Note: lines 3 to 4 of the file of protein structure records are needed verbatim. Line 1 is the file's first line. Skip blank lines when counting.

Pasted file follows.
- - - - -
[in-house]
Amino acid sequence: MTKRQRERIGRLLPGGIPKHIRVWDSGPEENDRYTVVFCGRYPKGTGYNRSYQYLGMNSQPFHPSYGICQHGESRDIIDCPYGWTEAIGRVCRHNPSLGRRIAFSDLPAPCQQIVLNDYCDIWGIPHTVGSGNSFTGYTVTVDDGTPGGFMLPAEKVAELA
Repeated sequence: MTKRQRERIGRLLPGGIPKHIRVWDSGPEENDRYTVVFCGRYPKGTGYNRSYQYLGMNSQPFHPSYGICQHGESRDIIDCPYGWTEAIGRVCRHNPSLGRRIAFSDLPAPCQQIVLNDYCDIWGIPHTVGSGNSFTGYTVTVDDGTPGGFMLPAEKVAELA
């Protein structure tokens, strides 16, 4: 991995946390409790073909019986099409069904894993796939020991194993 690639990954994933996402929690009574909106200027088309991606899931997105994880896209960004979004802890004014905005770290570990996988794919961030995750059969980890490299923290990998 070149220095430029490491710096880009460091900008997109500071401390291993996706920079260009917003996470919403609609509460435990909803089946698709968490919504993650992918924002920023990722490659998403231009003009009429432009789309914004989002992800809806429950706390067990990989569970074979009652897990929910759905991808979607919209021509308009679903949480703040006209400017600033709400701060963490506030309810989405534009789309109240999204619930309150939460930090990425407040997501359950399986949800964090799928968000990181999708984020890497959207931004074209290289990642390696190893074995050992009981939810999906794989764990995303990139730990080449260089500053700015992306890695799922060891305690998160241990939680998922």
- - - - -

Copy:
Repeated sequence: MTKRQRERIGRLLPGGIPKHIRVWDSGPEENDRYTVVFCGRYPKGTGYNRSYQYLGMNSQPFHPSYGICQHGESRDIIDCPYGWTEAIGRVCRHNPSLGRRIAFSDLPAPCQQIVLNDYCDIWGIPHTVGSGNSFTGYTVTVDDGTPGGFMLPAEKVAELA
């Protein structure tokens, strides 16, 4: 991995946390409790073909019986099409069904894993796939020991194993 690639990954994933996402929690009574909106200027088309991606899931997105994880896209960004979004802890004014905005770290570990996988794919961030995750059969980890490299923290990998 070149220095430029490491710096880009460091900008997109500071401390291993996706920079260009917003996470919403609609509460435990909803089946698709968490919504993650992918924002920023990722490659998403231009003009009429432009789309914004989002992800809806429950706390067990990989569970074979009652897990929910759905991808979607919209021509308009679903949480703040006209400017600033709400701060963490506030309810989405534009789309109240999204619930309150939460930090990425407040997501359950399986949800964090799928968000990181999708984020890497959207931004074209290289990642390696190893074995050992009981939810999906794989764990995303990139730990080449260089500053700015992306890695799922060891305690998160241990939680998922």